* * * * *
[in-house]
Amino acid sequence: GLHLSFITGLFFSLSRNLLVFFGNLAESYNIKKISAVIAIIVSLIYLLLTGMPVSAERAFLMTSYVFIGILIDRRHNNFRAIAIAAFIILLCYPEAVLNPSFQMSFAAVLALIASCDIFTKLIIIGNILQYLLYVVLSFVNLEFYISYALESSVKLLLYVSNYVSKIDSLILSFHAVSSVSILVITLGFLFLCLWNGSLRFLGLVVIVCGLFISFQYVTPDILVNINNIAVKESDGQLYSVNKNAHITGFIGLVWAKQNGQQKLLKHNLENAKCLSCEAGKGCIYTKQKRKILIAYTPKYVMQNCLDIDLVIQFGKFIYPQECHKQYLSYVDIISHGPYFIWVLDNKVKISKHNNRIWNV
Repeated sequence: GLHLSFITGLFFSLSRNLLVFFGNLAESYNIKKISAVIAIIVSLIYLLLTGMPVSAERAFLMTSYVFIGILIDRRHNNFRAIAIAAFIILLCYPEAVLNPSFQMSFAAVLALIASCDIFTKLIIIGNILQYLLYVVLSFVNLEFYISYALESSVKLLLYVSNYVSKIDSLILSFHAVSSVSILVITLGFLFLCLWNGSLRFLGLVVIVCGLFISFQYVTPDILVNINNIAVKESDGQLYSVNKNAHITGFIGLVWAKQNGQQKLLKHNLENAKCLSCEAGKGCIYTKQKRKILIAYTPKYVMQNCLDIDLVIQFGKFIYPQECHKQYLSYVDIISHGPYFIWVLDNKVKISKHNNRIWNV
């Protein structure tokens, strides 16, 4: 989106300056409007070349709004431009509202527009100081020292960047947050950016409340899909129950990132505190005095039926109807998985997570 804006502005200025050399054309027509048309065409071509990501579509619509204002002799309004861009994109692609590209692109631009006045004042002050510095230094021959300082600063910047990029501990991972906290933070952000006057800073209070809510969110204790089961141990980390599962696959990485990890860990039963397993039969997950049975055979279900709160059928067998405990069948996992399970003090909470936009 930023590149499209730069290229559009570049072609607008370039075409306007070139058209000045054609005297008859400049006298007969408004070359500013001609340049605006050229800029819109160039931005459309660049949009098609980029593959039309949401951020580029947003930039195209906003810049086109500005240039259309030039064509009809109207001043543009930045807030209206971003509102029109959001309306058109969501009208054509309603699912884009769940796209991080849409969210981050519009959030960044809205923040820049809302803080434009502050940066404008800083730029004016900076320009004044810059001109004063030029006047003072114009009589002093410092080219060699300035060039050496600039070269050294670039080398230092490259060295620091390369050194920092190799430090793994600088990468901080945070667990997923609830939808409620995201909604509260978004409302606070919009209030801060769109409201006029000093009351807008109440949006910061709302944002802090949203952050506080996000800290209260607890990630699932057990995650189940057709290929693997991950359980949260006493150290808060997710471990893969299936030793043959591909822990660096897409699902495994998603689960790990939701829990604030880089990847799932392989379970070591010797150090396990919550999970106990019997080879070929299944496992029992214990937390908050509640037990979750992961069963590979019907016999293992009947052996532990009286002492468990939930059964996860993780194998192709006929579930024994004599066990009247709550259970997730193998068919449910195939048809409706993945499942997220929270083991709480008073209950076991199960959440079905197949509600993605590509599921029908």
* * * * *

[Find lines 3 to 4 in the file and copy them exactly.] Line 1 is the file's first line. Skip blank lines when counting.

Repeated sequence: GLHLSFITGLFFSLSRNLLVFFGNLAESYNIKKISAVIAIIVSLIYLLLTGMPVSAERAFLMTSYVFIGILIDRRHNNFRAIAIAAFIILLCYPEAVLNPSFQMSFAAVLALIASCDIFTKLIIIGNILQYLLYVVLSFVNLEFYISYALESSVKLLLYVSNYVSKIDSLILSFHAVSSVSILVITLGFLFLCLWNGSLRFLGLVVIVCGLFISFQYVTPDILVNINNIAVKESDGQLYSVNKNAHITGFIGLVWAKQNGQQKLLKHNLENAKCLSCEAGKGCIYTKQKRKILIAYTPKYVMQNCLDIDLVIQFGKFIYPQECHKQYLSYVDIISHGPYFIWVLDNKVKISKHNNRIWNV
């Protein structure tokens, strides 16, 4: 989106300056409007070349709004431009509202527009100081020292960047947050950016409340899909129950990132505190005095039926109807998985997570 804006502005200025050399054309027509048309065409071509990501579509619509204002002799309004861009994109692609590209692109631009006045004042002050510095230094021959300082600063910047990029501990991972906290933070952000006057800073209070809510969110204790089961141990980390599962696959990485990890860990039963397993039969997950049975055979279900709160059928067998405990069948996992399970003090909470936009 930023590149499209730069290229559009570049072609607008370039075409306007070139058209000045054609005297008859400049006298007969408004070359500013001609340049605006050229800029819109160039931005459309660049949009098609980029593959039309949401951020580029947003930039195209906003810049086109500005240039259309030039064509009809109207001043543009930045807030209206971003509102029109959001309306058109969501009208054509309603699912884009769940796209991080849409969210981050519009959030960044809205923040820049809302803080434009502050940066404008800083730029004016900076320009004044810059001109004063030029006047003072114009009589002093410092080219060699300035060039050496600039070269050294670039080398230092490259060295620091390369050194920092190799430090793994600088990468901080945070667990997923609830939808409620995201909604509260978004409302606070919009209030801060769109409201006029000093009351807008109440949006910061709302944002802090949203952050506080996000800290209260607890990630699932057990995650189940057709290929693997991950359980949260006493150290808060997710471990893969299936030793043959591909822990660096897409699902495994998603689960790990939701829990604030880089990847799932392989379970070591010797150090396990919550999970106990019997080879070929299944496992029992214990937390908050509640037990979750992961069963590979019907016999293992009947052996532990009286002492468990939930059964996860993780194998192709006929579930024994004599066990009247709550259970997730193998068919449910195939048809409706993945499942997220929270083991709480008073209950076991199960959440079905197949509600993605590509599921029908």